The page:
Courtright has been suspended from the University of Kentucky as a result of her presence in the Capitol on Jan. 6. She told Cooper that even though she “just followed the crowd,” she understands her actions that day will follow her forever.
“Future employers will only see the girl who trespassed in the nation’s Capitol and took pictures and posted pictures thinking she was just so cool,” she said.
Courtright spoke about her daily life since Jan. 6, and said tries to avoid revealing her identity to other people.
“I have no one else to blame but myself,” she said. “I even hold my head down and dod’t make eye contact with my neighbors when I see them driving on the road for fear of what they might think of me.”
“I hate having to say my name out loud,” she also said. “Certain encounters, like when you check out at a store and when they ask you for email or phone number, have become almost unbearable for me. The whole time, I wonder do they recognize my face, do they recognize me?”
Cooper questioned Courtright directly, and tried to impress upon her just how dangerous things were on that day.
“You know who Ashli Babbitt is, right?” Cooper, a Barack Obama appointee, asked her, after she told him she had no idea she was on the Senate floor.
“Yes,” Courtright responded.
“You entered the building at 2:40. Do you know what time Ashli Babbitt entered the building?” Cooper asked.’
“No, Your Honor,” Courtright said.
“2:42,” Cooper said. “When she was killed it was 2:42. She was on the House side trying to climb through a window. You went in on the Senate side. Did you know what was on the other side of some of those doors you saw people trying to break down?”
“You see my point,” he continued. “That could have been you, had you gone through a different door, or tried to climb through a different window, or followed the crowd in a different direction, and that’s why it was such a dangerous place to be.”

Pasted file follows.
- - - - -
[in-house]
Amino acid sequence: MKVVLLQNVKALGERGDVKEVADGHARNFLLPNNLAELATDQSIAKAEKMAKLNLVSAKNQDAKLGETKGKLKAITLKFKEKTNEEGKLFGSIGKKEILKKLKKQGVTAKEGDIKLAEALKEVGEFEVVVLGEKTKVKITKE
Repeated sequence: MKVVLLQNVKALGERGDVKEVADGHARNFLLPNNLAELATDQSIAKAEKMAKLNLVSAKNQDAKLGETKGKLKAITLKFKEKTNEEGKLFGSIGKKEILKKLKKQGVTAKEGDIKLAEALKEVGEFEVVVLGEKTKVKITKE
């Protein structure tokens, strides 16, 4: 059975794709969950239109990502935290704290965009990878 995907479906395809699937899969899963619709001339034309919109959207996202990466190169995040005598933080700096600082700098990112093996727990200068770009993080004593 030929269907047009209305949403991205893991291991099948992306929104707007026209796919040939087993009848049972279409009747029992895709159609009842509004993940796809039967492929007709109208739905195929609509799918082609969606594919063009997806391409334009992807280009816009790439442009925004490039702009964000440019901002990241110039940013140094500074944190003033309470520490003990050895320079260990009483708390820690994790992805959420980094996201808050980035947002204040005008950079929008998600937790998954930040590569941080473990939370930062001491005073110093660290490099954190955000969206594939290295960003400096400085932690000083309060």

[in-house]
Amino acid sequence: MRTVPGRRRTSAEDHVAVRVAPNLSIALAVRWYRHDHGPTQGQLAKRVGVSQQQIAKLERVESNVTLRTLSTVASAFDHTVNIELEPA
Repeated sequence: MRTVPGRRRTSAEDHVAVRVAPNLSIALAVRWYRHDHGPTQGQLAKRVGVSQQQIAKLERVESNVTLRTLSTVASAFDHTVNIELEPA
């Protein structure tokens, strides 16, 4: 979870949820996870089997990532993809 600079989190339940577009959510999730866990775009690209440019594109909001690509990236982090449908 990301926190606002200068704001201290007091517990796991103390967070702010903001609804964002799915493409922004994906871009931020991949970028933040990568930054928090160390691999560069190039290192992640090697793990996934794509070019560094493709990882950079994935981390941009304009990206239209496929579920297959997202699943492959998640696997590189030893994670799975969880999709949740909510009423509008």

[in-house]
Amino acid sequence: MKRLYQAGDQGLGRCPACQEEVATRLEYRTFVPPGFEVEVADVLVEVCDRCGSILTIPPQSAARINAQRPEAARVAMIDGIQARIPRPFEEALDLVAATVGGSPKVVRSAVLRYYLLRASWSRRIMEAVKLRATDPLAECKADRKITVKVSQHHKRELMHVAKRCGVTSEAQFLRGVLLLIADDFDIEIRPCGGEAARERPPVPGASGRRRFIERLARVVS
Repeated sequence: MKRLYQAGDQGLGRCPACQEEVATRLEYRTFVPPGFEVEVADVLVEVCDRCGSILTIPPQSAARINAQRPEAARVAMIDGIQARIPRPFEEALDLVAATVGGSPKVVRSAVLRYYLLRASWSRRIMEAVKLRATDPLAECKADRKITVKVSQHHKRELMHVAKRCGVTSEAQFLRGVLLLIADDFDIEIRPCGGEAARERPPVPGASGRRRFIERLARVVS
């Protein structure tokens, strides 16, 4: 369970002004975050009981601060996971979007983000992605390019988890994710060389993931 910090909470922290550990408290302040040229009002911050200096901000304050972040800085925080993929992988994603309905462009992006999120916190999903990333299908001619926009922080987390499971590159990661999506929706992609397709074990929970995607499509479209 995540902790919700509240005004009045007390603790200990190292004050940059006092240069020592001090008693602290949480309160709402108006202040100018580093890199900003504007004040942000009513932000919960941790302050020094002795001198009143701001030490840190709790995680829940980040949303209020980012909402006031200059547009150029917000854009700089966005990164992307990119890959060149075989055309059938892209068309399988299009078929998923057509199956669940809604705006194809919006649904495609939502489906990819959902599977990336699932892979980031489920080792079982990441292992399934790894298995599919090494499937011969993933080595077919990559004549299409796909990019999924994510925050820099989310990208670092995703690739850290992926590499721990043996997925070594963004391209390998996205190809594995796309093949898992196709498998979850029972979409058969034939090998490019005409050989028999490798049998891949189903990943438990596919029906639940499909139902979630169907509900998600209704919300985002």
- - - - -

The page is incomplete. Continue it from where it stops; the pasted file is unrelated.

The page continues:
“Was it cool to have been there?” Cooper later asked.
“No,” Courtright responded, her voice emphatic.
Cooper spoke to the fact that Courtright didn’t vote in the 2020 presidential election, despite being among the hundreds of Donald Trump supporters who stormed the Capitol in an attempt to stop the counting of Electoral College votes and the certification of Joe Biden’s win.
“In my view, if you or any citizen wants to participate in our democracy or get involved in government or politics, casting an informed vote is the price of admission,” Cooper said.
Cooper also took note of Courtright’s age, and drew comparisons to the younger congressional staffers who were in danger as rioters stormed the Capitol.
“Luckily, because of coronavirus there weren’t as many staffers there,” Cooper said. “But there were some folks just about your age, congressional staffers on the other side of those doors thinking they better call their family, because this may be it.”
At the end of the hearing, Cooper agreed to allow Courtright to voluntarily surrender to federal custody to serve her sentence.
[Images via FBI]